Ben Roethlisberger open to taking less to stay with the Steelers

Joe Sargent

If Ben Roethlisberger will do "whatever it takes" to help the team in his upcoming contract extension negotiations, it's possible he takes a few less dollars, or, the proverbial hometown discount.

In wake of national media-based rumors and speculation, Steelers quarterback Ben Roethlisberger is saying all the right things.

He doesn't want to be traded. He didn't ask for a trade, nor will he. He's a Pittsburgher. All that good stuff.

Now, he's playing the card fans love the most.

"...I’ll do whatever it takes to stay here and to be a part of this team and to help this team out," he said after practice Wednesday.

That "whatever" could be up to, and including, taking less than his market rate on the extension he's likely to get this offseason. While it's true Roethlisberger is listed as having a salary a bit lower than his peers heading into the 2014 season, that isn't the whole story. It's important to note Roethlisberger has two years left on his deal, which is the precise time he's received contract extensions in the past. The fact his salary is lower is a double-entendre - it gives him motivation to play for a raise in those final two years, and it mitigates the risk of the team in case he was seriously injured heading into those final two years.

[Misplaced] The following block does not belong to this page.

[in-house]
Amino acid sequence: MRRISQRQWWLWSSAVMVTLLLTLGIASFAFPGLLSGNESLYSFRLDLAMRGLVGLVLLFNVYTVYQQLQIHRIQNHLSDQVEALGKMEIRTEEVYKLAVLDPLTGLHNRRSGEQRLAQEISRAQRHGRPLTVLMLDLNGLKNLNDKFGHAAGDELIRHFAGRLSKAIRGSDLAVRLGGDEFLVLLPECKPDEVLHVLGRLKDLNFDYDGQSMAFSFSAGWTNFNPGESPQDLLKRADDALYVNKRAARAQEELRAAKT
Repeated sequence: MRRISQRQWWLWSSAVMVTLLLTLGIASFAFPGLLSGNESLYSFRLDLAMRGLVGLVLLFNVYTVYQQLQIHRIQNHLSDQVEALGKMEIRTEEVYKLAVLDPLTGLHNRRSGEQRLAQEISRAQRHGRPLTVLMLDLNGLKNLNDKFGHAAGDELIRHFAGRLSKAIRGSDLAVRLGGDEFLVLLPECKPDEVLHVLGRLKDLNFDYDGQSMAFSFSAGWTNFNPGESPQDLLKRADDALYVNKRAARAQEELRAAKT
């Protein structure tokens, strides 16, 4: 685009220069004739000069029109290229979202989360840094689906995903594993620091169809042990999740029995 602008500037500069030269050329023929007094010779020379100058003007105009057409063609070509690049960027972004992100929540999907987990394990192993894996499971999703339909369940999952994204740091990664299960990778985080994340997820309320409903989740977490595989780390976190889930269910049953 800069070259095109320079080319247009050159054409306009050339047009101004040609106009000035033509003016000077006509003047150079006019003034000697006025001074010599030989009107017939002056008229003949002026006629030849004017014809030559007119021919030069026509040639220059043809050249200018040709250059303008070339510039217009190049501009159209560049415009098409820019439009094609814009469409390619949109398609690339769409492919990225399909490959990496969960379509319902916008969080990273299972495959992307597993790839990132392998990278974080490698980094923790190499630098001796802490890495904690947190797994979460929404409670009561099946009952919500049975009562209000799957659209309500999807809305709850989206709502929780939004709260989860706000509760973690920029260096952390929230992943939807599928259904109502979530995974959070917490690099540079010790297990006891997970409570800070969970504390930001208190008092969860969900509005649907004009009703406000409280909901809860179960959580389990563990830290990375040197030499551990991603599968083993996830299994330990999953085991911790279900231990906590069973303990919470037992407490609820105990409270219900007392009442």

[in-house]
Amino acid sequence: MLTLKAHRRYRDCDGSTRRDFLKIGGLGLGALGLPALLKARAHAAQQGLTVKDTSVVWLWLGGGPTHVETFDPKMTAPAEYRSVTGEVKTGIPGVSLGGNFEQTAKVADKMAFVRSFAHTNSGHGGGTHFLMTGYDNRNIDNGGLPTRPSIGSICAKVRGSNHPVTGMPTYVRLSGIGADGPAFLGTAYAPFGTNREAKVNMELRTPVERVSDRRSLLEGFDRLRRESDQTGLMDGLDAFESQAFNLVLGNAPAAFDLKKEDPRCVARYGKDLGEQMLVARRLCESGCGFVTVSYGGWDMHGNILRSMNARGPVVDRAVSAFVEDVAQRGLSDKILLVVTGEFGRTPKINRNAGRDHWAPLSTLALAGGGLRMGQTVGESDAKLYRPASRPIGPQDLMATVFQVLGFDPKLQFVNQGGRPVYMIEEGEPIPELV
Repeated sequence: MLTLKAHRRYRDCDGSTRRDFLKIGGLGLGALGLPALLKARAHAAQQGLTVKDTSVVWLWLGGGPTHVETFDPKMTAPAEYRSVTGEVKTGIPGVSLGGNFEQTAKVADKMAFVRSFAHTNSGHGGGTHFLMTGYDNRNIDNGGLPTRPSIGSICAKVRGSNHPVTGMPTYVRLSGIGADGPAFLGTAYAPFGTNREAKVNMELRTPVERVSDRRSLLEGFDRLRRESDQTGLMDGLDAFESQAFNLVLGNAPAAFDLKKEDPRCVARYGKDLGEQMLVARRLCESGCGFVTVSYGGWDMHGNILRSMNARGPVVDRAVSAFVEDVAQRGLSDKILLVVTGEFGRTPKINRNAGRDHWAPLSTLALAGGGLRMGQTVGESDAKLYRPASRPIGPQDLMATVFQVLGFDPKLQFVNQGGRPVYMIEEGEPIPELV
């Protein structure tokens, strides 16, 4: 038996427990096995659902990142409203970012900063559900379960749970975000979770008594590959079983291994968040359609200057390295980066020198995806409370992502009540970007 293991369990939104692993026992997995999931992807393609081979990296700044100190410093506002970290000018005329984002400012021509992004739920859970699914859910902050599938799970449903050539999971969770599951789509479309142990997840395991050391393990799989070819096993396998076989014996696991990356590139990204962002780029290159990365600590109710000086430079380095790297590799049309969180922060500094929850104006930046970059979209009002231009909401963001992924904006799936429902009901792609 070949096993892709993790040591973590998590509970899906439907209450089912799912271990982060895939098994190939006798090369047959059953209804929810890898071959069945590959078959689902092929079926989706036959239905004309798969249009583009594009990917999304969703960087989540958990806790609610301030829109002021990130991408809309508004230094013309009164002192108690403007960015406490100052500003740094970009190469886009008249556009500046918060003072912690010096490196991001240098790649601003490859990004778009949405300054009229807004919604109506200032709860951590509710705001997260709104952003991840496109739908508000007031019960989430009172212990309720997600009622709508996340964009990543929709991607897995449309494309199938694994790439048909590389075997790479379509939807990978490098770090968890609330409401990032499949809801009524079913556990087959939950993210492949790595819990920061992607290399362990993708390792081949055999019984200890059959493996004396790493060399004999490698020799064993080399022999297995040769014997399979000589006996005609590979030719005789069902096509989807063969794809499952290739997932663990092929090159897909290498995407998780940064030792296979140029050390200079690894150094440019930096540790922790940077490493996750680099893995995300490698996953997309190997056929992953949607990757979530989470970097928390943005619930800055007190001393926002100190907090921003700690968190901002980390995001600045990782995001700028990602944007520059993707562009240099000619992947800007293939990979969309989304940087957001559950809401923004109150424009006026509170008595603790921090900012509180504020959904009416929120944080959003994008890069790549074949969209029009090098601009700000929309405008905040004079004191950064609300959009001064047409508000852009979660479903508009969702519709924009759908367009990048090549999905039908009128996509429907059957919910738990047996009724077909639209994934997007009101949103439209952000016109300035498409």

Think of them more as placeholders than anything else.

If you ask the question objectively, "do you feel Ben Roethlisberger, at $12 million next year, is underpaid for his value on the team and in comparison to his peers?" It's hard to say no. It'd be smarter of Ben to just get as much guaranteed as he can, bolstering his place on the team (it makes it a lot harder to cut him if he has guaranteed money coming). He's already been paid over $70 million, thanks in part to multiple contract restructurings.

That kind of a deal would also help the team in terms of the salary cap - a strategy that's going to become more prevalent as we advance through the age of the quarterback. It's going to become increasingly difficult to field a competitive roster year in and year out with a quarterback having a cap charge in the $20 million range. Teams can compensate for that by just taking the risk of offering a high percentage of guaranteed money on a shorter dollar deal. That lessens the cap hit, and doesn't damage the team if the quarterback remains healthy.

It's a risk for any football player, but it'd be one that could provide the highest amount of value for both sides.

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